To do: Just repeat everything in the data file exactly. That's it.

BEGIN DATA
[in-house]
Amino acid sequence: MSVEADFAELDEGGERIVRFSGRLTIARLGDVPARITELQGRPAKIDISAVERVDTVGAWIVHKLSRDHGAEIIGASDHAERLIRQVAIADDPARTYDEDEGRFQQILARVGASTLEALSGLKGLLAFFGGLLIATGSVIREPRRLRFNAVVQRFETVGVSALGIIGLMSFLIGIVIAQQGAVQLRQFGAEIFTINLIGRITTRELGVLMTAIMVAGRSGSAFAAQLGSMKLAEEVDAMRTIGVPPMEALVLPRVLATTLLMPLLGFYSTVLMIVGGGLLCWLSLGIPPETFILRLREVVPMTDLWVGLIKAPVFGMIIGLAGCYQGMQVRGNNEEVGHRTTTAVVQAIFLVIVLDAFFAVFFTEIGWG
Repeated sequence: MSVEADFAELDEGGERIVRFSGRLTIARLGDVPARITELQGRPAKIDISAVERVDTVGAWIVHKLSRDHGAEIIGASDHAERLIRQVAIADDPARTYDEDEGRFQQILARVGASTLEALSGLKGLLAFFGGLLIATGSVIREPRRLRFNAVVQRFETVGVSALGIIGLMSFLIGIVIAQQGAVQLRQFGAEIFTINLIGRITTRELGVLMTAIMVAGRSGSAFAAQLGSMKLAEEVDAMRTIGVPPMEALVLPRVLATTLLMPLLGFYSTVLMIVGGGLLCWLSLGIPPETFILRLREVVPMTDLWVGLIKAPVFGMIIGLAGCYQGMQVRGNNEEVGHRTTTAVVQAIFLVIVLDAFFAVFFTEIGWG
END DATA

[in-house]
Amino acid sequence: MSVEADFAELDEGGERIVRFSGRLTIARLGDVPARITELQGRPAKIDISAVERVDTVGAWIVHKLSRDHGAEIIGASDHAERLIRQVAIADDPARTYDEDEGRFQQILARVGASTLEALSGLKGLLAFFGGLLIATGSVIREPRRLRFNAVVQRFETVGVSALGIIGLMSFLIGIVIAQQGAVQLRQFGAEIFTINLIGRITTRELGVLMTAIMVAGRSGSAFAAQLGSMKLAEEVDAMRTIGVPPMEALVLPRVLATTLLMPLLGFYSTVLMIVGGGLLCWLSLGIPPETFILRLREVVPMTDLWVGLIKAPVFGMIIGLAGCYQGMQVRGNNEEVGHRTTTAVVQAIFLVIVLDAFFAVFFTEIGWG
Repeated sequence: MSVEADFAELDEGGERIVRFSGRLTIARLGDVPARITELQGRPAKIDISAVERVDTVGAWIVHKLSRDHGAEIIGASDHAERLIRQVAIADDPARTYDEDEGRFQQILARVGASTLEALSGLKGLLAFFGGLLIATGSVIREPRRLRFNAVVQRFETVGVSALGIIGLMSFLIGIVIAQQGAVQLRQFGAEIFTINLIGRITTRELGVLMTAIMVAGRSGSAFAAQLGSMKLAEEVDAMRTIGVPPMEALVLPRVLATTLLMPLLGFYSTVLMIVGGGLLCWLSLGIPPETFILRLREVVPMTDLWVGLIKAPVFGMIIGLAGCYQGMQVRGNNEEVGHRTTTAVVQAIFLVIVLDAFFAVFFTEIGWG